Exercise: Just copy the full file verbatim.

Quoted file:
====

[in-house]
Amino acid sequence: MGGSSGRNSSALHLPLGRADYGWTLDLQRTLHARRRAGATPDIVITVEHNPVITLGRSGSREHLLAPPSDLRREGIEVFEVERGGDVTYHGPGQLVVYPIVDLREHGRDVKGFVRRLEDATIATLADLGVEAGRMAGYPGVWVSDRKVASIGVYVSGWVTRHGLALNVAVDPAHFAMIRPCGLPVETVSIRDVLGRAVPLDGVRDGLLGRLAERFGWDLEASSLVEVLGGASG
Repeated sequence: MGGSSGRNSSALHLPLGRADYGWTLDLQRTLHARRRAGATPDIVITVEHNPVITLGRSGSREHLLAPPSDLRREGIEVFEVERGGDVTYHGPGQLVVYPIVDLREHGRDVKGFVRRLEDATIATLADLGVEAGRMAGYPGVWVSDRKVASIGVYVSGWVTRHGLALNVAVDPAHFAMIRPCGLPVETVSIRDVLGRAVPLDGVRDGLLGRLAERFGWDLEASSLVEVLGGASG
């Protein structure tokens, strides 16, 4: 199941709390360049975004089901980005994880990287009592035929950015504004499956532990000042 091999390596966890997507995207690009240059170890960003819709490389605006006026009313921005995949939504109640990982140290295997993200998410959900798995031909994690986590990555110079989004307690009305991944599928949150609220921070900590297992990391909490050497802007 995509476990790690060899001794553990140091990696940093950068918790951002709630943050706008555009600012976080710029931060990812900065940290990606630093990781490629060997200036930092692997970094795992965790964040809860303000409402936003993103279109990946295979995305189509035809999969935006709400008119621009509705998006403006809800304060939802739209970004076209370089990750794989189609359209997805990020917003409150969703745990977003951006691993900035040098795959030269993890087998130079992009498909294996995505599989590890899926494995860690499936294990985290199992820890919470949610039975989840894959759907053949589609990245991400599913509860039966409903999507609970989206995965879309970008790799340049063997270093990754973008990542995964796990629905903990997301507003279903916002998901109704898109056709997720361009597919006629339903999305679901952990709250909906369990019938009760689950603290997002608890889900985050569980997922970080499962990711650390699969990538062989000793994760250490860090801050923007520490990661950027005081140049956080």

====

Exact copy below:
[in-house]
Amino acid sequence: MGGSSGRNSSALHLPLGRADYGWTLDLQRTLHARRRAGATPDIVITVEHNPVITLGRSGSREHLLAPPSDLRREGIEVFEVERGGDVTYHGPGQLVVYPIVDLREHGRDVKGFVRRLEDATIATLADLGVEAGRMAGYPGVWVSDRKVASIGVYVSGWVTRHGLALNVAVDPAHFAMIRPCGLPVETVSIRDVLGRAVPLDGVRDGLLGRLAERFGWDLEASSLVEVLGGASG
Repeated sequence: MGGSSGRNSSALHLPLGRADYGWTLDLQRTLHARRRAGATPDIVITVEHNPVITLGRSGSREHLLAPPSDLRREGIEVFEVERGGDVTYHGPGQLVVYPIVDLREHGRDVKGFVRRLEDATIATLADLGVEAGRMAGYPGVWVSDRKVASIGVYVSGWVTRHGLALNVAVDPAHFAMIRPCGLPVETVSIRDVLGRAVPLDGVRDGLLGRLAERFGWDLEASSLVEVLGGASG
């Protein structure tokens, strides 16, 4: 199941709390360049975004089901980005994880990287009592035929950015504004499956532990000042 091999390596966890997507995207690009240059170890960003819709490389605006006026009313921005995949939504109640990982140290295997993200998410959900798995031909994690986590990555110079989004307690009305991944599928949150609220921070900590297992990391909490050497802007 995509476990790690060899001794553990140091990696940093950068918790951002709630943050706008555009600012976080710029931060990812900065940290990606630093990781490629060997200036930092692997970094795992965790964040809860303000409402936003993103279109990946295979995305189509035809999969935006709400008119621009509705998006403006809800304060939802739209970004076209370089990750794989189609359209997805990020917003409150969703745990977003951006691993900035040098795959030269993890087998130079992009498909294996995505599989590890899926494995860690499936294990985290199992820890919470949610039975989840894959759907053949589609990245991400599913509860039966409903999507609970989206995965879309970008790799340049063997270093990754973008990542995964796990629905903990997301507003279903916002998901109704898109056709997720361009597919006629339903999305679901952990709250909906369990019938009760689950603290997002608890889900985050569980997922970080499962990711650390699969990538062989000793994760250490860090801050923007520490990661950027005081140049956080």